The Science Of Psychedelics, A Genre-Busting Western, And Perfect Poetry For Summer
AUDIE CORNISH, HOST:
Anyone listening to NPR knows this truth - we do love a good book. We also love a good book list. And this summer, we're asking booksellers and writers for their reading recommendations. John Evans has a few. He's the owner of Diesel, A Bookstore. It's actually two bookstores, both in California. He's excited about the new books he's read this year. John Evans, welcome to the program.
JOHN EVANS: Thank you.
CORNISH: So you have brought us several titles. And I want to start with one that is nonfiction, which I don't think people always necessarily reach for first as their summer read. It's called "How To Change Your Mind: What The New Science Of Psychedelics Teaches Us About Consciousness, Dying, Addiction, Depression And Transcendence" by Michael Pollan. Very California title, I think.
EVANS: Yeah. This is by the author of "The Botany Of Desire," which is a much better title and much sexier. But the inside is basically his own personal exploration of psychedelics after he reads about all the new research that's being done on psychedelics. It gives a kind of cultural history, which is very lively, of psychedelic research in the '40s and '50s, and then the psychedelic period in the '60s and '70s and then the sort of suppression of psychedelics. And then he also ends up taking psilocybin mushrooms. He ends up taking LSD. And he describes those and puts those out for people to look at. And he - from being a skeptic, he's become somebody who sees the value, certainly the medicinal value, of these things. But it's actually a great, fun cultural history and history-of-science book.
CORNISH: A title that I can't resist asking about is "Whiskey When We're Dry" by John Larison.
EVANS: Yes. Now, this is a kind of genre-busting Western. "Whiskey When You're" - "We're Dry" is based on the Gillian Welch "Whiskey When I'm Dry" song. This is basically a highly violent and energetic Western, very well-written, told from a very unusual point of view - girl dressed as a boy gunslinger passing through the West trying to find her brother, who is almost a messianic outlaw figure. There's a lot of intense fight scenes and all that. But he captures the landscape beautifully, and it's one of those that you just get lost in and absorbed in. This is a good alternative to "Westworld" right now, I guess (laughter).
CORNISH: (Laughter) So a little bit of "Westworld," a little less of the puzzle box aspect of it.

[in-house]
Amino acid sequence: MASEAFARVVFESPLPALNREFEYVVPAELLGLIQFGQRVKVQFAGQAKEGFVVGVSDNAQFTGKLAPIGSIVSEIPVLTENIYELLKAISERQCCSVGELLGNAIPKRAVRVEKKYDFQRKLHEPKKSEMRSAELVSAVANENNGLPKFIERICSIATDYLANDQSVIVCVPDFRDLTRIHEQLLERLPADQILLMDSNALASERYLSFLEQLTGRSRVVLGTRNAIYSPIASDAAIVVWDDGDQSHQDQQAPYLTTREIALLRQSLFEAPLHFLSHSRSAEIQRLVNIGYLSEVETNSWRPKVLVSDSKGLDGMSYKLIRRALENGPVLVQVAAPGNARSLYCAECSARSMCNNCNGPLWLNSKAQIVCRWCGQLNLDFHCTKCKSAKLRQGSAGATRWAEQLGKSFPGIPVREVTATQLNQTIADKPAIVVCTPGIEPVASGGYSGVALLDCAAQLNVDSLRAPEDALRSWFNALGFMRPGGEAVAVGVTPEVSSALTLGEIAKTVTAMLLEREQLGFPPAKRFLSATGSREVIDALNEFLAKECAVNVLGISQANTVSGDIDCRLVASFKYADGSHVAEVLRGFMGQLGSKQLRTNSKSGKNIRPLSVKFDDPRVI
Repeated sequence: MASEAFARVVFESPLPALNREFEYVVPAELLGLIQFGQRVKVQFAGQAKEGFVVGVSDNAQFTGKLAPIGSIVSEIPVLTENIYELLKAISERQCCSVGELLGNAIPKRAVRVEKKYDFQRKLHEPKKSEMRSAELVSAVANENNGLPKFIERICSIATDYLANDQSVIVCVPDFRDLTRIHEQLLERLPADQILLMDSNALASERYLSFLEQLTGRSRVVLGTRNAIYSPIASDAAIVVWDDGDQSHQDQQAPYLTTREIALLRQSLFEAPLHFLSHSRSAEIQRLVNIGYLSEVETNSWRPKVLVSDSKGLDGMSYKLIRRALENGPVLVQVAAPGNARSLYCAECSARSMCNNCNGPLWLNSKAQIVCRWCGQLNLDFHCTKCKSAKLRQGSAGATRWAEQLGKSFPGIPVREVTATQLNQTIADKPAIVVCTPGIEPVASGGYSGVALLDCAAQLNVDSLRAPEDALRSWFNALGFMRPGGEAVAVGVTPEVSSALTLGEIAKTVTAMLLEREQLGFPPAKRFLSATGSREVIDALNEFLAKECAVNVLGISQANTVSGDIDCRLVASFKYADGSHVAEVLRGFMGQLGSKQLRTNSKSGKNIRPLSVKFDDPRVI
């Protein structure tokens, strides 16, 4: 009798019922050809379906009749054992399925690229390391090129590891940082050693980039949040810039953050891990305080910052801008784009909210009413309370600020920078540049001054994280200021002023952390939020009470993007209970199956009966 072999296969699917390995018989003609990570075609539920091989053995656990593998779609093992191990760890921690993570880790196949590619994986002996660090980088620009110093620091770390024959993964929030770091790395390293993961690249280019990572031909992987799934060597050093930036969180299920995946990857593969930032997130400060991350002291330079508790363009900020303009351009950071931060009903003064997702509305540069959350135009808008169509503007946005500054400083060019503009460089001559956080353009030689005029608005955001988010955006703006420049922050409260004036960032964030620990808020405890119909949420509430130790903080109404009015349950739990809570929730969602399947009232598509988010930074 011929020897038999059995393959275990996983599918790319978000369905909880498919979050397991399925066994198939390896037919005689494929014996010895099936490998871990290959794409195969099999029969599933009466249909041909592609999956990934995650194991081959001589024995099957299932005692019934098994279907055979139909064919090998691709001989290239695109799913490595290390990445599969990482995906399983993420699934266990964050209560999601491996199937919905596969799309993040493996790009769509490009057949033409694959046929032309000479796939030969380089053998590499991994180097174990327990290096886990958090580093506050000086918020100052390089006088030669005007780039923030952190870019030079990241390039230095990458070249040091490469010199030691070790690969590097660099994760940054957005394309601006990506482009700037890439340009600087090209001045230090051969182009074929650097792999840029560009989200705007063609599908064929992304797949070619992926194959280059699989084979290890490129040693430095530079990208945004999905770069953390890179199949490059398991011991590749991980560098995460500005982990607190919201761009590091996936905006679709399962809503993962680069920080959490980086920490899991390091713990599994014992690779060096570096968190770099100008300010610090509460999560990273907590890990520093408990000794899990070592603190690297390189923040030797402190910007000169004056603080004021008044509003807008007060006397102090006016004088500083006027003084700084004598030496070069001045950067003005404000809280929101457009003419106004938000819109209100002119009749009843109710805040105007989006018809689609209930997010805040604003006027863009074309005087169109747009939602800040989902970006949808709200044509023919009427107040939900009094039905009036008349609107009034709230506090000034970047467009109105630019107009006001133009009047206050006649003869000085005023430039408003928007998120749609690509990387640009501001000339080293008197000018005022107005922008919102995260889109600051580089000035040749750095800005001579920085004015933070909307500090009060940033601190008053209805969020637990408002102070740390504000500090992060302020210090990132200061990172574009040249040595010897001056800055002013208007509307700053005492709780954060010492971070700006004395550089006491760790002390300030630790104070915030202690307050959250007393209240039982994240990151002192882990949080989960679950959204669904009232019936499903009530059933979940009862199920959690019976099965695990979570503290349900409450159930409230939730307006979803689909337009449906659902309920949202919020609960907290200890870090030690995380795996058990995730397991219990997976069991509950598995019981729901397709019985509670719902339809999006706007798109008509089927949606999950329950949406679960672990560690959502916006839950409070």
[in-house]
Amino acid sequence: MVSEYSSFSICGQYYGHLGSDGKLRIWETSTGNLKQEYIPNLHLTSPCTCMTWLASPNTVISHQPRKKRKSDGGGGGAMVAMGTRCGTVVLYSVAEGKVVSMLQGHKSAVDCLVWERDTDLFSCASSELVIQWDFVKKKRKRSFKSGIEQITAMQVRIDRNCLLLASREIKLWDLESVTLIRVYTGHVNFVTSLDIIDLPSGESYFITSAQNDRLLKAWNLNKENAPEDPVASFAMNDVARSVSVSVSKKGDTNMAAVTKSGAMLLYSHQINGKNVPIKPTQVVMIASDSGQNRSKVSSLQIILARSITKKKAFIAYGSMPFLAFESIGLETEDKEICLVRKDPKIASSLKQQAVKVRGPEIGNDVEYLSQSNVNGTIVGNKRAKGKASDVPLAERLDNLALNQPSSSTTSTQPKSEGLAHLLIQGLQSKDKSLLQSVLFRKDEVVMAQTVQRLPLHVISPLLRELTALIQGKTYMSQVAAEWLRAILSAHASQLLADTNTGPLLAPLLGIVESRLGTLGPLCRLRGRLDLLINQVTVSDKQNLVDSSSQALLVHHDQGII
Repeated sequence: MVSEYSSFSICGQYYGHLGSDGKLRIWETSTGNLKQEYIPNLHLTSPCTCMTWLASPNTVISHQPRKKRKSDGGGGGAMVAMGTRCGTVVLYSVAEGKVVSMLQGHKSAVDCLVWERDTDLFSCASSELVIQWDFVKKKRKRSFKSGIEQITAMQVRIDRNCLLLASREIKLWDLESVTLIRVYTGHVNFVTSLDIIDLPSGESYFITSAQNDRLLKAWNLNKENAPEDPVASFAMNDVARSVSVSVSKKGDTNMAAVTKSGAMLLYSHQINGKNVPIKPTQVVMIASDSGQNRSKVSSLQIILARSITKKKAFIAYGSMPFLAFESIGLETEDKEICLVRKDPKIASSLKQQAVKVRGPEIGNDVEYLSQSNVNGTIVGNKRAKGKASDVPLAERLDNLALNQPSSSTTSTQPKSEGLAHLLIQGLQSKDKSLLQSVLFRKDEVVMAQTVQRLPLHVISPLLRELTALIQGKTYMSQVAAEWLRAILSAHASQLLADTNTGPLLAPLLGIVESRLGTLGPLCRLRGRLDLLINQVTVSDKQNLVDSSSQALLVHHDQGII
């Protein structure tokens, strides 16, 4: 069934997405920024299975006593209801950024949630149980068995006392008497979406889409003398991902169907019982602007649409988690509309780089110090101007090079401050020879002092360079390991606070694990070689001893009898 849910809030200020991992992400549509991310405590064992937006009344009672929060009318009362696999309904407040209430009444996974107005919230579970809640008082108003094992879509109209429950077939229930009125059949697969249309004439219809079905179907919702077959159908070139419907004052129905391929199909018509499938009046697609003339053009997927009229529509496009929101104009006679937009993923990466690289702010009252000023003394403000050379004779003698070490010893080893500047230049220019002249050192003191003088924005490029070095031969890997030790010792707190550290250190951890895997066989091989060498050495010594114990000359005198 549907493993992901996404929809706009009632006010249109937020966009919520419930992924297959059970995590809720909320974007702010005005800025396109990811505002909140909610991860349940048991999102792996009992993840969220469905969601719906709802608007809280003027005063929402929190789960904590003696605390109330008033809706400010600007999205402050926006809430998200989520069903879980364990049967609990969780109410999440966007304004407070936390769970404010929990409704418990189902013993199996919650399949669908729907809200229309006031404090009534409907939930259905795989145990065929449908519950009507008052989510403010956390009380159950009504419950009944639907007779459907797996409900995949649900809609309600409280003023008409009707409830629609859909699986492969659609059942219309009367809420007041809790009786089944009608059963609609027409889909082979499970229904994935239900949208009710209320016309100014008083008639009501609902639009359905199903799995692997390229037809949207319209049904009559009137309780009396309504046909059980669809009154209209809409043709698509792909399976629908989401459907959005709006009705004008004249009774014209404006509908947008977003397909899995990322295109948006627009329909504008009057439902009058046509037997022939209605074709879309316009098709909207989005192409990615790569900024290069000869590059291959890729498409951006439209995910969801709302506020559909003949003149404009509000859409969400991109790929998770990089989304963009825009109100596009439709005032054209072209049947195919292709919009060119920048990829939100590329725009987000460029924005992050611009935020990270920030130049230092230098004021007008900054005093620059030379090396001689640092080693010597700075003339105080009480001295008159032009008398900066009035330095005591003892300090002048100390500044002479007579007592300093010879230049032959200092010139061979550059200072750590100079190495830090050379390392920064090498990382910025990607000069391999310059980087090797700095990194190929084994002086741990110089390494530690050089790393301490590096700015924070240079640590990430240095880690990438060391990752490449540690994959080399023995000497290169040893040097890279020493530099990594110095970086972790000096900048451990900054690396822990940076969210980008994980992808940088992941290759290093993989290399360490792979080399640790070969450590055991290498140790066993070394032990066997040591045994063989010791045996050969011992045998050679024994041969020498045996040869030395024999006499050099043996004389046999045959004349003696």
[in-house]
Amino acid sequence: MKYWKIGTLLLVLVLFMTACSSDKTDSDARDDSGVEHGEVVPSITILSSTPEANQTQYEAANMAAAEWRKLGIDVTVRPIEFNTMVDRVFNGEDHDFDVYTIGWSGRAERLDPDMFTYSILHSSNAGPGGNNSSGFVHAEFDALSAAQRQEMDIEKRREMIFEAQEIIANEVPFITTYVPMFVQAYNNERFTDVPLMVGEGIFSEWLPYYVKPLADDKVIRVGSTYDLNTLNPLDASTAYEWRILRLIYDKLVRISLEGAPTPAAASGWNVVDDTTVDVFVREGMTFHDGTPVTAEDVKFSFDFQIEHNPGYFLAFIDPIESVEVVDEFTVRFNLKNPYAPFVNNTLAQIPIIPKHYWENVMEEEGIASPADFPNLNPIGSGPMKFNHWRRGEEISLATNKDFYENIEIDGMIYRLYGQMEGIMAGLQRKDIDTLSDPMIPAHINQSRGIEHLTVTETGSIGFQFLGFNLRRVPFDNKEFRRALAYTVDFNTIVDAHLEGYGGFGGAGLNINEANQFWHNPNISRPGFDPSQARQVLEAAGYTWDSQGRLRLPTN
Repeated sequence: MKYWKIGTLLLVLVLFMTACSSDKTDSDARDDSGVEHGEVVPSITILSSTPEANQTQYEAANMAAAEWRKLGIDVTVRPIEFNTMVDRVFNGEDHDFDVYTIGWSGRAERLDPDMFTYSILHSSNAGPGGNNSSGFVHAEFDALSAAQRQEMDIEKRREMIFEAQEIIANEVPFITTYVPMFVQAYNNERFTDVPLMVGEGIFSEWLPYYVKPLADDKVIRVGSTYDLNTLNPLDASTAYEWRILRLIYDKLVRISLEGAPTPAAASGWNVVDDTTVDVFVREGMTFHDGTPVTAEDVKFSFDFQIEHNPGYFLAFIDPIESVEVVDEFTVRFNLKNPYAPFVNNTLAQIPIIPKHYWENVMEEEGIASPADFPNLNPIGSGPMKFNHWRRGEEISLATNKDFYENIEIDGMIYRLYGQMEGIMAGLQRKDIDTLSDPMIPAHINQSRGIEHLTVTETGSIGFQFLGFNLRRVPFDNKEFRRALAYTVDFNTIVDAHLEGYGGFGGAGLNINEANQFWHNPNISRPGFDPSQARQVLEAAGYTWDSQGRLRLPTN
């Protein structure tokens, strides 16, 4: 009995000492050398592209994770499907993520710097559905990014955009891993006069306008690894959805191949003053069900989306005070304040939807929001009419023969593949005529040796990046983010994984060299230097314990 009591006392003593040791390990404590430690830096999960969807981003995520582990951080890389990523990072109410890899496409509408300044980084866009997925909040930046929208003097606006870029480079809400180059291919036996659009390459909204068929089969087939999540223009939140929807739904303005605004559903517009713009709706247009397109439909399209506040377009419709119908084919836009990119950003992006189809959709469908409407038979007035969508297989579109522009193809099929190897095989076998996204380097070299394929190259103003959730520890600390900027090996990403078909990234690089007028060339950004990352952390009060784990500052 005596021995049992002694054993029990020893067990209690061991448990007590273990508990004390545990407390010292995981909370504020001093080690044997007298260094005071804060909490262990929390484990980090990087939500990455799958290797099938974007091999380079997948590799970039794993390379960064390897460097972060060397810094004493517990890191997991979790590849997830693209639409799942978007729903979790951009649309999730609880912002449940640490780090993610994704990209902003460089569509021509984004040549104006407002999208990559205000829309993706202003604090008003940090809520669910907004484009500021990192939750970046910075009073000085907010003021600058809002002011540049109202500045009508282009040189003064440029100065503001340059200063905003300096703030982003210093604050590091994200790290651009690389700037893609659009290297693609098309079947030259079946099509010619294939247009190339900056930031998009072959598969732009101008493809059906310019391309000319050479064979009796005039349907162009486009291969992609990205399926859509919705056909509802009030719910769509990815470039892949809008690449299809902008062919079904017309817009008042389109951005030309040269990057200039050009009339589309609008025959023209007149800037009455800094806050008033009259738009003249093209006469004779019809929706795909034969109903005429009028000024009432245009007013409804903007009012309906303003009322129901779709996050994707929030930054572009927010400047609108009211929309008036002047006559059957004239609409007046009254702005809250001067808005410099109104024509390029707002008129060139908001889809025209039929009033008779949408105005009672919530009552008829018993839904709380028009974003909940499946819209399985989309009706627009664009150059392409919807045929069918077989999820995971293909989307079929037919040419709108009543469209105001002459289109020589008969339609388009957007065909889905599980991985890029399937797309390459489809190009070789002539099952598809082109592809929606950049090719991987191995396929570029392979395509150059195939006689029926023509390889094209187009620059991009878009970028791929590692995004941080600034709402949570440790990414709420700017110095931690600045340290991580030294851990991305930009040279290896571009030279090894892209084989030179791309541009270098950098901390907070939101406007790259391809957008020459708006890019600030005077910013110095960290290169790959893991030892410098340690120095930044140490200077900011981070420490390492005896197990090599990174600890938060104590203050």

EVANS: Yes. Yeah, not the...
CORNISH: For those of us who want to...
EVANS: Skip the...
CORNISH: (Laughter) Who want to put down that Rubik's Cube (laughter).
EVANS: Skip the science and the brain headache, the brain strain of "Westworld," and - but similar in some ways.
CORNISH: I want to ask you about one other addition to the list. You're excited about some poetry for this summer. And I think some people think poetry is hard (laughter) or that it's for curling up with in the winter. How did you think about this?
EVANS: Poetry is delightfully refreshing at using language intensely to say things that we don't know how to say otherwise. And I think a lot of people are turning to it for that reason and also just taking pleasure in it. So certain things that have come out are - New Directions has come out with a new edition of "The Red Wheelbarrow & Other Poems" of William Carlos Williams that we've been selling very well. And, you know, you just relax in your beach chair, read a poem, take a nap, read a poem, go swimming, read a poem, have lunch. And it's so relaxing to step away from computers, and...
CORNISH: Yeah. When you put it like that, I was lulled into (laughter)...
EVANS: Sounds pretty good, doesn't it?
CORNISH: I was - sign me up. I'll do that right now.
EVANS: Yeah. And also, relatedly there's Emily Dickinson that has - who's a fantastic American poet, as everyone knows, but some people think of as quite difficult. There have been these two books that have come out in the last year or two. "Envelope Poems" is one of them. "Gorgeous Nothings" is the other. And they're both very attractive photographs of her writing on envelopes. That's how she wrote most of her last poems, used envelopes - very sort of New England frugal. And poetry has come back into some kind of mainstream that's - that no one really could have predicted. And yet, that's what's happening.
CORNISH: Well, John Evans, thank you so much for speaking with us and for making these recommendations.
EVANS: My pleasure.
CORNISH: John Evans. He's co-owner of Diesel, A Bookstore. There are two - one in Larkspur, Calif., and the other in LA.
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